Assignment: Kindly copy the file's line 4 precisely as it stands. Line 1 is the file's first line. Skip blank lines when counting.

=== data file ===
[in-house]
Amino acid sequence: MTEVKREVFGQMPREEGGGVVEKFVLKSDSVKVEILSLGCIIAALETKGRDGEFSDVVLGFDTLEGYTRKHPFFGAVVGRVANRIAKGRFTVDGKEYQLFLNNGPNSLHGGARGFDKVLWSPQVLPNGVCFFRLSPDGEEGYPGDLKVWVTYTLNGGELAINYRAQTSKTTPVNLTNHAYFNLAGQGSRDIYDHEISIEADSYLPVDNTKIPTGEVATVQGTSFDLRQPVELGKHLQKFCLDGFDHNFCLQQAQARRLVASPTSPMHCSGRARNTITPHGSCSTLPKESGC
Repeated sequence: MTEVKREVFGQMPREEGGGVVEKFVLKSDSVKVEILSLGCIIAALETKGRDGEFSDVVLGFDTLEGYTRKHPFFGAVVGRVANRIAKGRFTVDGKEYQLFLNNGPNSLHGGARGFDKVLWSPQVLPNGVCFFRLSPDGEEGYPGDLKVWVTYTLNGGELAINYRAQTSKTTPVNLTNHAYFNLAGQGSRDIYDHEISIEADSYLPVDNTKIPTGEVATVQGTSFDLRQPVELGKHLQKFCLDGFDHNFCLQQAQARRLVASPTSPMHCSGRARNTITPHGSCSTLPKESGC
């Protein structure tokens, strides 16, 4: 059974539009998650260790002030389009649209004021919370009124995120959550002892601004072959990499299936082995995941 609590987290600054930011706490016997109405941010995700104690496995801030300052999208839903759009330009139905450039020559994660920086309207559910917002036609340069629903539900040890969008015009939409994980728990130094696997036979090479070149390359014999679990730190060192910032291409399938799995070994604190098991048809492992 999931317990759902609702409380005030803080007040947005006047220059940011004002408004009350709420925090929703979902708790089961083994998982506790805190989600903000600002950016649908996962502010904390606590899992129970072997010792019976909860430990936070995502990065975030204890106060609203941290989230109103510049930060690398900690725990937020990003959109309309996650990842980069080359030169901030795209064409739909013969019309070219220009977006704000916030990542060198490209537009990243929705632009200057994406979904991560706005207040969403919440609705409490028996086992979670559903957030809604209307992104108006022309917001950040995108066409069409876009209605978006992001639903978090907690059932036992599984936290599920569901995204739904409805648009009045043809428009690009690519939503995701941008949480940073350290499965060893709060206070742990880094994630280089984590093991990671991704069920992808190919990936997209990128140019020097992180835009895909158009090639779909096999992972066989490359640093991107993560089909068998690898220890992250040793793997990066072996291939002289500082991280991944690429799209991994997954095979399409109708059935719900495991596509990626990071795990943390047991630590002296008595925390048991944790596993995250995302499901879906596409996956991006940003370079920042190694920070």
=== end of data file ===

């Protein structure tokens, strides 16, 4: 059974539009998650260790002030389009649209004021919370009124995120959550002892601004072959990499299936082995995941 609590987290600054930011706490016997109405941010995700104690496995801030300052999208839903759009330009139905450039020559994660920086309207559910917002036609340069629903539900040890969008015009939409994980728990130094696997036979090479070149390359014999679990730190060192910032291409399938799995070994604190098991048809492992 999931317990759902609702409380005030803080007040947005006047220059940011004002408004009350709420925090929703979902708790089961083994998982506790805190989600903000600002950016649908996962502010904390606590899992129970072997010792019976909860430990936070995502990065975030204890106060609203941290989230109103510049930060690398900690725990937020990003959109309309996650990842980069080359030169901030795209064409739909013969019309070219220009977006704000916030990542060198490209537009990243929705632009200057994406979904991560706005207040969403919440609705409490028996086992979670559903957030809604209307992104108006022309917001950040995108066409069409876009209605978006992001639903978090907690059932036992599984936290599920569901995204739904409805648009009045043809428009690009690519939503995701941008949480940073350290499965060893709060206070742990880094994630280089984590093991990671991704069920992808190919990936997209990128140019020097992180835009895909158009090639779909096999992972066989490359640093991107993560089909068998690898220890992250040793793997990066072996291939002289500082991280991944690429799209991994997954095979399409109708059935719900495991596509990626990071795990943390047991630590002296008595925390048991944790596993995250995302499901879906596409996956991006940003370079920042190694920070």